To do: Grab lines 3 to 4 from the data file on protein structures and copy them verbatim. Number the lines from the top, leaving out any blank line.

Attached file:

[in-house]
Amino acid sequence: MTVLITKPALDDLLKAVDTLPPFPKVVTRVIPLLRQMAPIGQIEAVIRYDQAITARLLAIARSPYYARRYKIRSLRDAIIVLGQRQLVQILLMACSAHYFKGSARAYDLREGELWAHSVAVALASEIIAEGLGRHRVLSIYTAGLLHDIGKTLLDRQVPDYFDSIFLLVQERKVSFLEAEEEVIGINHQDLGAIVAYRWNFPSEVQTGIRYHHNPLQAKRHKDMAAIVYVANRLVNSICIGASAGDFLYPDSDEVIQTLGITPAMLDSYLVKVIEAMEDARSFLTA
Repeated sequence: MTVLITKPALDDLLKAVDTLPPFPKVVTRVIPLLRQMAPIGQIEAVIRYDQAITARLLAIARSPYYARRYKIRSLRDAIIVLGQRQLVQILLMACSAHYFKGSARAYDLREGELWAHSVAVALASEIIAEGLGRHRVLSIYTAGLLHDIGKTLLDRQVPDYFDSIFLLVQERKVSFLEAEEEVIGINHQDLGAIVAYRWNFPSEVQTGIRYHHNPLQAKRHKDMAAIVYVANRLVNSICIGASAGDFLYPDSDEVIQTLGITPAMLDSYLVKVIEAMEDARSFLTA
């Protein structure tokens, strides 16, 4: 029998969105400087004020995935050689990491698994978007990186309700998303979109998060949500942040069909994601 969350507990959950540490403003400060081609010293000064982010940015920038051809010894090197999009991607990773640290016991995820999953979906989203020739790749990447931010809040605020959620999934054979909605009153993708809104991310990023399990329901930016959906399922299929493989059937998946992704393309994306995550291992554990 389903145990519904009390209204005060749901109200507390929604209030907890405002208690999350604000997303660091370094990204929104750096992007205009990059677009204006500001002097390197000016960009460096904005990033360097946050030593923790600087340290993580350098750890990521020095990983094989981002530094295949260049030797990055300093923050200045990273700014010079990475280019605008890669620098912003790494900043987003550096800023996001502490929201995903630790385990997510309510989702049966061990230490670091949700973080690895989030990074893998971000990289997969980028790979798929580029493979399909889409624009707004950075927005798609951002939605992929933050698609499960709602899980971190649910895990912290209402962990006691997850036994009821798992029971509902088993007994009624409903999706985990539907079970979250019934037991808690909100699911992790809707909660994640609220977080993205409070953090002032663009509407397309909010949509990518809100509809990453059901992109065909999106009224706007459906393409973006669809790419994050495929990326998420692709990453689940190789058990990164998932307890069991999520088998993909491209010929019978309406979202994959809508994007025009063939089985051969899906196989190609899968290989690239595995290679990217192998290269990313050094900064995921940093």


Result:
Repeated sequence: MTVLITKPALDDLLKAVDTLPPFPKVVTRVIPLLRQMAPIGQIEAVIRYDQAITARLLAIARSPYYARRYKIRSLRDAIIVLGQRQLVQILLMACSAHYFKGSARAYDLREGELWAHSVAVALASEIIAEGLGRHRVLSIYTAGLLHDIGKTLLDRQVPDYFDSIFLLVQERKVSFLEAEEEVIGINHQDLGAIVAYRWNFPSEVQTGIRYHHNPLQAKRHKDMAAIVYVANRLVNSICIGASAGDFLYPDSDEVIQTLGITPAMLDSYLVKVIEAMEDARSFLTA
């Protein structure tokens, strides 16, 4: 029998969105400087004020995935050689990491698994978007990186309700998303979109998060949500942040069909994601 969350507990959950540490403003400060081609010293000064982010940015920038051809010894090197999009991607990773640290016991995820999953979906989203020739790749990447931010809040605020959620999934054979909605009153993708809104991310990023399990329901930016959906399922299929493989059937998946992704393309994306995550291992554990 389903145990519904009390209204005060749901109200507390929604209030907890405002208690999350604000997303660091370094990204929104750096992007205009990059677009204006500001002097390197000016960009460096904005990033360097946050030593923790600087340290993580350098750890990521020095990983094989981002530094295949260049030797990055300093923050200045990273700014010079990475280019605008890669620098912003790494900043987003550096800023996001502490929201995903630790385990997510309510989702049966061990230490670091949700973080690895989030990074893998971000990289997969980028790979798929580029493979399909889409624009707004950075927005798609951002939605992929933050698609499960709602899980971190649910895990912290209402962990006691997850036994009821798992029971509902088993007994009624409903999706985990539907079970979250019934037991808690909100699911992790809707909660994640609220977080993205409070953090002032663009509407397309909010949509990518809100509809990453059901992109065909999106009224706007459906393409973006669809790419994050495929990326998420692709990453689940190789058990990164998932307890069991999520088998993909491209010929019978309406979202994959809508994007025009063939089985051969899906196989190609899968290989690239595995290679990217192998290269990313050094900064995921940093």